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Stopping Lyrica Suddenly Can Trigger Withdrawal Symptoms

Many people report terrifying symptoms upon stopping Lyrica suddenly; weaning off the medication gradually may be able to reduce the problem.

Many drugs are capable of causing physiological dependence, so that when a person quits taking the medicine he immediately experiences side effects. In many cases, these reactions may be similar to the original problem for which a person might have been given the prescription in the first place.

This can lead the patient or the physician to conclude that the original condition is still a serious problem, but this is not necessarily the case. The symptoms could be due to a rebound phenomenon. This reader has had a really difficult time withdrawing from Lyrica because of the rebound effect. Stopping Lyrica suddenly can trigger a range of miserable reactions, as we have described here.

Q. I have Lyme disease that was originally misdiagnosed as fibromyalgia. I was put on Lyrica to help with the constant pain.

For a while I thought it was working because if I accidentally skipped a dose I felt like I was dying. The awful pain, tremors, nausea and migraines I got when I didn’t take Lyrica were really a sign that I was totally dependent on it.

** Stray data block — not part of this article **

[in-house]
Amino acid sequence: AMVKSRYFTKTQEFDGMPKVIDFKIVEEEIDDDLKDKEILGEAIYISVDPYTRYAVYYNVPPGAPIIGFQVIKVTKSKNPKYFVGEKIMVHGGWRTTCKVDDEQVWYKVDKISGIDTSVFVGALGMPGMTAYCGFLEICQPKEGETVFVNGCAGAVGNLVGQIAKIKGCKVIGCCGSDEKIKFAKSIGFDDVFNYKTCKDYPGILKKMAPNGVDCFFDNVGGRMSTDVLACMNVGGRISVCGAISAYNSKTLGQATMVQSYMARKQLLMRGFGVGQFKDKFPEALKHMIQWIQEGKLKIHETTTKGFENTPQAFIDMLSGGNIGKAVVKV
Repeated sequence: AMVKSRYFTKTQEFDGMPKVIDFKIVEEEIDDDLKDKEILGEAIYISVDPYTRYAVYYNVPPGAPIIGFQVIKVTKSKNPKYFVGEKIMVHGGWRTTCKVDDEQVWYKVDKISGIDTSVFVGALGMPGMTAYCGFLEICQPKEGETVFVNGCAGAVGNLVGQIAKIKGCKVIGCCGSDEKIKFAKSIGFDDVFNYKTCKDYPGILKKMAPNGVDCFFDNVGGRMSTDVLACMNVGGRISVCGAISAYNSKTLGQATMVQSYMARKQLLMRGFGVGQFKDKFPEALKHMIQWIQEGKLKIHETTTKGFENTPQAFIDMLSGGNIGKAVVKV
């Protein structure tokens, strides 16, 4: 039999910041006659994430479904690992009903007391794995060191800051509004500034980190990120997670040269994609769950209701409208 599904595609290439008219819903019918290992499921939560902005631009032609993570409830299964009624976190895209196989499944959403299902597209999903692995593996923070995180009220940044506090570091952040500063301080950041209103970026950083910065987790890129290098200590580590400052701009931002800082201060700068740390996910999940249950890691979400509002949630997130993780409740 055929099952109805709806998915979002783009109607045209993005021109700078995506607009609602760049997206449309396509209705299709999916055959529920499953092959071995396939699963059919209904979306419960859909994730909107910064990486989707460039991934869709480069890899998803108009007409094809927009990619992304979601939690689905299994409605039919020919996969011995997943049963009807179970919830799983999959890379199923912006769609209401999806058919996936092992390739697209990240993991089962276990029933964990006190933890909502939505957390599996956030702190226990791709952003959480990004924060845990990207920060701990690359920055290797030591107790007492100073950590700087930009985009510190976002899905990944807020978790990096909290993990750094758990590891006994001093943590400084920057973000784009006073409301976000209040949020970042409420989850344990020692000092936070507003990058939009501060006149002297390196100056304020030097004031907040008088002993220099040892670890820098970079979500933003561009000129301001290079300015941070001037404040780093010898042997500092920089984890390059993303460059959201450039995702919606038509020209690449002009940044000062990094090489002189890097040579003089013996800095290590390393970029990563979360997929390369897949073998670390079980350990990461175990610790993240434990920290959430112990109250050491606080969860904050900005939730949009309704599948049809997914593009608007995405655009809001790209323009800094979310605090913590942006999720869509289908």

I’m now working to slowly wean myself off. That will take a long time because I’m on a high dose. I’m relieved to know that the depression, irritability and restless legs I’m experiencing is just my body coming down from the Lyrica.

Stopping Lyrica Suddenly

A. Pregabalin (Lyrica) has a reputation as a safe and well-tolerated treatment for nerve pain (neuropathy) and fibromyalgia. But readers have reported side effects such as dizziness, fatigue, confusion or brain fog, dry mouth and weight gain.

Stopping Lyrica suddenly can trigger symptoms such as insomnia, headache, anxiety, nausea, excessive sweating and diarrhea. The official prescribing information specifies gradual tapering over at least a week. Some people may require a much slower withdrawal process.

We are sorry that your misdiagnosis meant you took a medicine that was not helpful for your condition-and didn’t get the antibiotic that could help. To learn more about what a Lyme disease misdiagnosis can mean, you may want to listen to our interview with Dr. Neil Spector, author of Gone in a Heartbeat.

 

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About the Author
Joe Graedon is a pharmacologist who has dedicated his career to making drug information understandable to consumers. His best-selling book, The People’s Pharmacy, was published in 1976 and led to a syndicated newspaper column, syndicated public radio show and web site. In 2006, Long Island University awarded him an honorary doctorate as “one of the country's leading drug experts for the consumer.”.
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